Kansas State University’s top official is asking community members to reach out state officials as it anticipates some of its deepest budget cuts in over a decade.
President Richard Myers, in a letter to the K-State community Tuesday, says Gov. Laura Kelly’s 5.5 percent cut outlined in her 2022 budget proposal to the legislature last week would be the biggest cut to its budget since 2009.
The cuts come amid a disastrous 2020 that saw budget reductions, furloughs and layoffs as revenues declined amid the coronavirus pandemic. Myers estimates that because of the dynamics of the legislature, the cuts could potentially change even more dramatically. He says officials plan to continue work with the governor and the legislature to provide necessary funding to fulfill K-State’s land-grant mission.
Myers is encouraging members of the K-State community, as private citizens, to reach out to local state representatives and senators to advocate for higher education. Myers adds that “a long-term disinvestment in higher education does not bode well for the future of the state, nor the health of its universities.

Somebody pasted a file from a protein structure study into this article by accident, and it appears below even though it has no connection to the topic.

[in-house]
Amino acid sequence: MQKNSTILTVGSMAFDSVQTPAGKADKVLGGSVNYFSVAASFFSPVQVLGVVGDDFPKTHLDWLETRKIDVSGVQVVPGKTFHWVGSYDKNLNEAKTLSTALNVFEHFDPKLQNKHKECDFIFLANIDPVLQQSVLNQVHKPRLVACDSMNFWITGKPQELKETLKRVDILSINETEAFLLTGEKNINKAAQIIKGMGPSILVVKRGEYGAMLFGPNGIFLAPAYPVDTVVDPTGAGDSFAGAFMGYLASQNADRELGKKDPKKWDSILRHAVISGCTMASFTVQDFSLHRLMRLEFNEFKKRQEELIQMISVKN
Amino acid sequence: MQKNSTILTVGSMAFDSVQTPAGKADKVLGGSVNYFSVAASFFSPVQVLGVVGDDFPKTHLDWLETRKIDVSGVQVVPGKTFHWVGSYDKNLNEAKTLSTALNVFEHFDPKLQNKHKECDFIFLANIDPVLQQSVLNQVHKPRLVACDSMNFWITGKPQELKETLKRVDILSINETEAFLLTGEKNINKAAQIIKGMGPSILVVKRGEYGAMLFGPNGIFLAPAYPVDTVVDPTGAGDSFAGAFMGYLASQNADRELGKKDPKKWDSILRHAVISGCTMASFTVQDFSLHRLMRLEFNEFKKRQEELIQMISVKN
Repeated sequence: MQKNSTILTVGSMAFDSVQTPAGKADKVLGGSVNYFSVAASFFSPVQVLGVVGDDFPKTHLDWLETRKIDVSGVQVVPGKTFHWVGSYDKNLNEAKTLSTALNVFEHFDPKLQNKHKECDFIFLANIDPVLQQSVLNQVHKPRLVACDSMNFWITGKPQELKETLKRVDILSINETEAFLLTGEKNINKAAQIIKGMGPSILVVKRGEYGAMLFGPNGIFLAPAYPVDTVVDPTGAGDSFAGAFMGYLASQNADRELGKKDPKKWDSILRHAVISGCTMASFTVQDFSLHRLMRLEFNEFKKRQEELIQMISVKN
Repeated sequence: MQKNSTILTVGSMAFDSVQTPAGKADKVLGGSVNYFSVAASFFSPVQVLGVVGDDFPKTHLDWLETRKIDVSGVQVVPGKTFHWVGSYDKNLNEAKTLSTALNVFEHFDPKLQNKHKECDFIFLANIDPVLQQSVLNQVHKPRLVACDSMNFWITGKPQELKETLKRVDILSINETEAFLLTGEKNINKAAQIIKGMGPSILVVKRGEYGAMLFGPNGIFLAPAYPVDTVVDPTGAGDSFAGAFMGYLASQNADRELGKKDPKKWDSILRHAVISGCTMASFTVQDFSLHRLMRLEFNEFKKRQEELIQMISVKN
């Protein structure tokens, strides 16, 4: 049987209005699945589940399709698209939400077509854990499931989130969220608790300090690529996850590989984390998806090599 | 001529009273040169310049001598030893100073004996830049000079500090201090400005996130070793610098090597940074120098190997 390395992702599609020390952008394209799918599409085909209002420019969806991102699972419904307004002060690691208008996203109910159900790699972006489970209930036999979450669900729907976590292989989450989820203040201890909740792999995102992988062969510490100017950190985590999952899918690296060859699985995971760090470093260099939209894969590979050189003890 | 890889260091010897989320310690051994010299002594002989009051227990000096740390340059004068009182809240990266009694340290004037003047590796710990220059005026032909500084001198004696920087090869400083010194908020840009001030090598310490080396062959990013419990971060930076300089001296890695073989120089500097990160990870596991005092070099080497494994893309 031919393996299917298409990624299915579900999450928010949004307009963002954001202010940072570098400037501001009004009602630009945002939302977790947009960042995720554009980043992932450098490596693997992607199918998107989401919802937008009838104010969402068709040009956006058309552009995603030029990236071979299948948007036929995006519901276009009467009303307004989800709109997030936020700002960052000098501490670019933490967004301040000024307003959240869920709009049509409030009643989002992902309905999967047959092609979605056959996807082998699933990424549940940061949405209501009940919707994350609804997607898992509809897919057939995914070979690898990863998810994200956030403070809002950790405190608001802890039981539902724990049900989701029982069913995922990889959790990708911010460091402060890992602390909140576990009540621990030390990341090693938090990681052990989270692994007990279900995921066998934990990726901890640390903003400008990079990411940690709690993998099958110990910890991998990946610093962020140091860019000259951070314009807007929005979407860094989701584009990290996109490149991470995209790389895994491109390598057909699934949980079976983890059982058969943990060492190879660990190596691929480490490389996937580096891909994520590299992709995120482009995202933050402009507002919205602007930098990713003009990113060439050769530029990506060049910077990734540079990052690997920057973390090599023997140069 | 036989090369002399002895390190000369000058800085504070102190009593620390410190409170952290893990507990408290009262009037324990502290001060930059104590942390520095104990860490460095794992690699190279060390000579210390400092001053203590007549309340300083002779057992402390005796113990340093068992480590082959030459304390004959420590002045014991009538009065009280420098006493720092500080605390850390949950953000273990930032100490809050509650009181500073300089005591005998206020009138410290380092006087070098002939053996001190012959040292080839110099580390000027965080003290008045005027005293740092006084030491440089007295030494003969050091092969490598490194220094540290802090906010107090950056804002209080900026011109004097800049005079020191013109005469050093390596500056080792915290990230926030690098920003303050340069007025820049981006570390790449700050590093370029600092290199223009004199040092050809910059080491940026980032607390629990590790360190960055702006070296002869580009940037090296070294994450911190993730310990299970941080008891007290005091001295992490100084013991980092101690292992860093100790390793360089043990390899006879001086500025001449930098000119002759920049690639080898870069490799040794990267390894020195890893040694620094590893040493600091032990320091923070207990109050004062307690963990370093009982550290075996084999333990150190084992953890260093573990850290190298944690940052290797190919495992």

The spring semester starts Jan. 25 and will remain in a fully remote setting until Feb. 8.
A recap of the governor’s proposal for higher education is below.
The governor’s budget proposal calls for $178.7 million in state general fund money to be allocated to K-State for the 2022 fiscal year, which is about a $500,000 decrease from the current fiscal year. K-State’s overall operating budget is around $900 million.
Under the plan, the main campus would receive $107.5 million from the state general fund, an increase of close to $2 million from fiscal year 2021.
* The Polytechnic campus would receive $6.8 million, unchanged from this year.
* K-State Extension would receive $48.9 million, down from $51.1 million from this year.
* The College of Veterinary Medicine would receive $15 million, down from $15.2 million from this year.